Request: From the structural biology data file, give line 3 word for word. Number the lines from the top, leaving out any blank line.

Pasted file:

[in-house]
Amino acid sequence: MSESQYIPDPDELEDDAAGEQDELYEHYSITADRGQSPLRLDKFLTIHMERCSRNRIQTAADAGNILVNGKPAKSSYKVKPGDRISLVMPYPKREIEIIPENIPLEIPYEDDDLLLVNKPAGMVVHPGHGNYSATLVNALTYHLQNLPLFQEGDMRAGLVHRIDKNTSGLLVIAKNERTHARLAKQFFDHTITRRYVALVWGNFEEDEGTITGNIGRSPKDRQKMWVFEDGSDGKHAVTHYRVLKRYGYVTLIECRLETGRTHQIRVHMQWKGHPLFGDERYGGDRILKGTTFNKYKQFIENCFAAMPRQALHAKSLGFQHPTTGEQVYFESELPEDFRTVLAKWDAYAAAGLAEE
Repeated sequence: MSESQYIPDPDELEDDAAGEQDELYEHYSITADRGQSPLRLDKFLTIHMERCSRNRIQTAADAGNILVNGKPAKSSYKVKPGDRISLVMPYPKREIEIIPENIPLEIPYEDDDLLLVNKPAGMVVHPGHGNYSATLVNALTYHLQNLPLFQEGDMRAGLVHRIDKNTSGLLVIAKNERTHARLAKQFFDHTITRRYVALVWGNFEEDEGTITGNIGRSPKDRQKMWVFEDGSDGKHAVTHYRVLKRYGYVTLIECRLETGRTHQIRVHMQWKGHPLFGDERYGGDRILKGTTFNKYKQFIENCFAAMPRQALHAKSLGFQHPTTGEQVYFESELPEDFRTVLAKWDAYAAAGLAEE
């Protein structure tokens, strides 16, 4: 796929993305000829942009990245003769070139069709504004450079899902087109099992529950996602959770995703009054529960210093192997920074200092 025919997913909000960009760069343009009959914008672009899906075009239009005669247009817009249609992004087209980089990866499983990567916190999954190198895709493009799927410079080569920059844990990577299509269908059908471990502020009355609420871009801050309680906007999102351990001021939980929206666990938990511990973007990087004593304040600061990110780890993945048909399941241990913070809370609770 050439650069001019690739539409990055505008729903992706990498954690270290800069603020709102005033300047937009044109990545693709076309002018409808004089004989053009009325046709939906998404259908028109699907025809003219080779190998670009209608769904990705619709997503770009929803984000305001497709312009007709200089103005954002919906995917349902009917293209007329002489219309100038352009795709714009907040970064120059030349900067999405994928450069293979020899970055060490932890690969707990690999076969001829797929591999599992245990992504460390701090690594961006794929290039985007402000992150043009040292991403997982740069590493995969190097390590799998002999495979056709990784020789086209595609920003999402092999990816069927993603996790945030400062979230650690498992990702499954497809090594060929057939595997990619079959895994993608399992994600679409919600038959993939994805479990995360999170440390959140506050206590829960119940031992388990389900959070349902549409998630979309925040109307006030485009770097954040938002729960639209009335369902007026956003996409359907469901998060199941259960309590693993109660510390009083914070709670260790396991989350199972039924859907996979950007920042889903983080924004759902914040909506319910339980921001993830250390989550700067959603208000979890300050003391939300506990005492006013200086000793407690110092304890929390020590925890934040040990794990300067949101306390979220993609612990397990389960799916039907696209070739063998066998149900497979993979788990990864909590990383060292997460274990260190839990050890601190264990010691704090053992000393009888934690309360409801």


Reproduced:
Repeated sequence: MSESQYIPDPDELEDDAAGEQDELYEHYSITADRGQSPLRLDKFLTIHMERCSRNRIQTAADAGNILVNGKPAKSSYKVKPGDRISLVMPYPKREIEIIPENIPLEIPYEDDDLLLVNKPAGMVVHPGHGNYSATLVNALTYHLQNLPLFQEGDMRAGLVHRIDKNTSGLLVIAKNERTHARLAKQFFDHTITRRYVALVWGNFEEDEGTITGNIGRSPKDRQKMWVFEDGSDGKHAVTHYRVLKRYGYVTLIECRLETGRTHQIRVHMQWKGHPLFGDERYGGDRILKGTTFNKYKQFIENCFAAMPRQALHAKSLGFQHPTTGEQVYFESELPEDFRTVLAKWDAYAAAGLAEE